Civil Society’s Care and Creativity in South Africa’s Covid storm
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Covid-19 amplified the seismic rumblings of South Africa’s divided society. Out of the limelight and away from corruption scandals, a vast network of civil society organisations mobilised as the pandemic approached. They harnessed the thunder, directing attention to people who are usually not seen or heard – compelling the nation to take a long, hard look at itself.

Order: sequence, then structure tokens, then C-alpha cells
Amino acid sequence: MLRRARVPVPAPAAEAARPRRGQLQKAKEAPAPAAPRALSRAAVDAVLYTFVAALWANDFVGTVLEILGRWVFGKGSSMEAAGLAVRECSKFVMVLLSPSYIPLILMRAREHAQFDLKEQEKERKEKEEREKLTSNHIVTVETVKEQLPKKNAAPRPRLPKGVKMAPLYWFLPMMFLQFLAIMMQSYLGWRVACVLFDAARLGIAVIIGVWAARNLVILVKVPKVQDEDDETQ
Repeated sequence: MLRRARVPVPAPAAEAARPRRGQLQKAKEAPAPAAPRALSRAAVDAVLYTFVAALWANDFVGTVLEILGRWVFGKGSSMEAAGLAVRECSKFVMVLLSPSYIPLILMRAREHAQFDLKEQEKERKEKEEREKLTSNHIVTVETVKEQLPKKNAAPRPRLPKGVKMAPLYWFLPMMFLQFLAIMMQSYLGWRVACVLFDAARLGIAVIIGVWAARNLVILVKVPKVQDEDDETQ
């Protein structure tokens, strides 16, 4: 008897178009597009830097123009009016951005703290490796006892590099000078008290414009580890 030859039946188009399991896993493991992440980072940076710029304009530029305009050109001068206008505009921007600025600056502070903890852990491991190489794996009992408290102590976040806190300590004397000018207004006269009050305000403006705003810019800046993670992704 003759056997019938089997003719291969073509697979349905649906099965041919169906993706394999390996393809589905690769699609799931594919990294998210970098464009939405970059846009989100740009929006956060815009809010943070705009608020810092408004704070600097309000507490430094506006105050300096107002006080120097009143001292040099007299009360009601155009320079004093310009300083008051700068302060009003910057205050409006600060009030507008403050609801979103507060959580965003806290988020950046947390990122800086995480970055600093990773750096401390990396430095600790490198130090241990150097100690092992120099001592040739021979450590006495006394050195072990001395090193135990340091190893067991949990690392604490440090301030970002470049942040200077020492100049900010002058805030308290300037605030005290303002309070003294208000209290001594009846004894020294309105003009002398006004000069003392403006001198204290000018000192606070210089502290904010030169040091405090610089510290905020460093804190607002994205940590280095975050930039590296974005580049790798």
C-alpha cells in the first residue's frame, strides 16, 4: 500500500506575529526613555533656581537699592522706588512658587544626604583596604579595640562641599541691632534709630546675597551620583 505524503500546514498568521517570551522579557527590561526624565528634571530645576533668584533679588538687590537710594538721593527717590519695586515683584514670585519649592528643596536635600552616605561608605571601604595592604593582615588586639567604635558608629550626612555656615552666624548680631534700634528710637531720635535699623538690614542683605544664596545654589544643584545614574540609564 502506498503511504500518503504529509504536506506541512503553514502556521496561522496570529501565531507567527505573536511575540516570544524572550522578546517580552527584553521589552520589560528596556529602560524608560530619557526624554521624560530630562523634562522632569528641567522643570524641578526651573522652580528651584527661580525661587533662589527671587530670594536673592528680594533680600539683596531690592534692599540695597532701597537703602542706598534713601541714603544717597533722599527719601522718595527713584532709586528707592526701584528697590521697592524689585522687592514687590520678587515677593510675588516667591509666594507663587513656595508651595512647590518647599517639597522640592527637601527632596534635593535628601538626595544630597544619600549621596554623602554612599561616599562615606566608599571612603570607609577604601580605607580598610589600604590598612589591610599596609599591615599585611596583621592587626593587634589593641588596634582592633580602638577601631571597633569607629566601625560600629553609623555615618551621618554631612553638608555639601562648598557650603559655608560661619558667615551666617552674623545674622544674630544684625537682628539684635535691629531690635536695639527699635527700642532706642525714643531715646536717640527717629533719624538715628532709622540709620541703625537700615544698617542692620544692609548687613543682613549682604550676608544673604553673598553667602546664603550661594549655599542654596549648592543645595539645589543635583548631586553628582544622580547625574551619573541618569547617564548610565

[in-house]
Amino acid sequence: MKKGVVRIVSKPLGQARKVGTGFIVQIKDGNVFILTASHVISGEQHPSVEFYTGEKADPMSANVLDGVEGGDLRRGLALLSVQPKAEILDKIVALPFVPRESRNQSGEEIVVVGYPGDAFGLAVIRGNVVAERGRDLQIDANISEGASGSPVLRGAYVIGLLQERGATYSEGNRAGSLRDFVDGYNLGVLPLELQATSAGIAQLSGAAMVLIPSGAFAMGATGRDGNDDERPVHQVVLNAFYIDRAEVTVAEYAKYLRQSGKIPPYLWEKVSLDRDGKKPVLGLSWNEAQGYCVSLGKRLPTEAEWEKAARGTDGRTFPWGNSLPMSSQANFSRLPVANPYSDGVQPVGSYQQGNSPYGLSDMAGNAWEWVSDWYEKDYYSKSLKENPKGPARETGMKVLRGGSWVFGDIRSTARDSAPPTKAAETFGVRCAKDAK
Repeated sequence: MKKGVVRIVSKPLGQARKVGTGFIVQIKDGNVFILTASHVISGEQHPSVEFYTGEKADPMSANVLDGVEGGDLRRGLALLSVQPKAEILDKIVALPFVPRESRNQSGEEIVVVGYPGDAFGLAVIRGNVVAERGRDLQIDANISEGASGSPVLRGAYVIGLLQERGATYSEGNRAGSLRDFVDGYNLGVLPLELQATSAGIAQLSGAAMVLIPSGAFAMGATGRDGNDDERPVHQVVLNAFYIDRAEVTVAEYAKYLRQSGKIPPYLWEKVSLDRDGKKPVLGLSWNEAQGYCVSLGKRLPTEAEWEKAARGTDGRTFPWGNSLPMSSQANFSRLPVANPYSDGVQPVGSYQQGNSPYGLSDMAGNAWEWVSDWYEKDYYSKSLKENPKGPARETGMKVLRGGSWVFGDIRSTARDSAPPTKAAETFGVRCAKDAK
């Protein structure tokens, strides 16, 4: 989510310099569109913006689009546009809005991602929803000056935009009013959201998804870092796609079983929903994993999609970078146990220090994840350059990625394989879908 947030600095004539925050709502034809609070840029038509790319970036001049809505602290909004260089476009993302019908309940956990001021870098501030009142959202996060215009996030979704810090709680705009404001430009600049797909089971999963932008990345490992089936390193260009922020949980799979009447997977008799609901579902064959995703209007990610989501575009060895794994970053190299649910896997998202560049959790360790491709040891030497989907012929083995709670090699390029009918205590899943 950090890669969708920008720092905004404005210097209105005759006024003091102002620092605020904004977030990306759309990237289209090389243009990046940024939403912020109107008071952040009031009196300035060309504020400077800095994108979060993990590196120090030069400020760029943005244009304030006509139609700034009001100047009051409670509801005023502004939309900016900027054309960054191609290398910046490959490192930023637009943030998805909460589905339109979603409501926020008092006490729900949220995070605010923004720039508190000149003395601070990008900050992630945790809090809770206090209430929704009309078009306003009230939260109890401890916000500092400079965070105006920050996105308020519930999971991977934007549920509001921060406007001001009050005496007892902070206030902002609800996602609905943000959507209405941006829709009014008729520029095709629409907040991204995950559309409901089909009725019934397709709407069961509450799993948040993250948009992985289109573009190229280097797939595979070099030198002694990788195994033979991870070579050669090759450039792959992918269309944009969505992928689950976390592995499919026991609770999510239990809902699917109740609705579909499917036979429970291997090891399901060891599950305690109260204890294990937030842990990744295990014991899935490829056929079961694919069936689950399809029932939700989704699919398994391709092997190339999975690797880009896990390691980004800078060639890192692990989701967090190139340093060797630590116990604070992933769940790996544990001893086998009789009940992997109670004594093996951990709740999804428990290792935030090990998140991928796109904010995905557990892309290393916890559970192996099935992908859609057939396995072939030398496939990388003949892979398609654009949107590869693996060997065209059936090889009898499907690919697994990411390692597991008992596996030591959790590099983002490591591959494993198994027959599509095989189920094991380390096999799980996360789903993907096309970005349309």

Television came late to apartheid South Africa. By the early 1980s the state-owned broadcaster was ready to expand the network to include the black majority. There were sound economic and propagandist reasons for this. Msibi was among those recruited to be trained as technicians, journalists, and cameramen. The irony was that this enterprise coincided with the sustained popular uprising that finally led to the end of white minority rule. So the new generation of black television journalists went back into their own townships and ‘homelands’ to record, like no-one else could, the rising resentment and the reciprocal repressions that characterised large swathes of the country in the 1980s and early 1990s.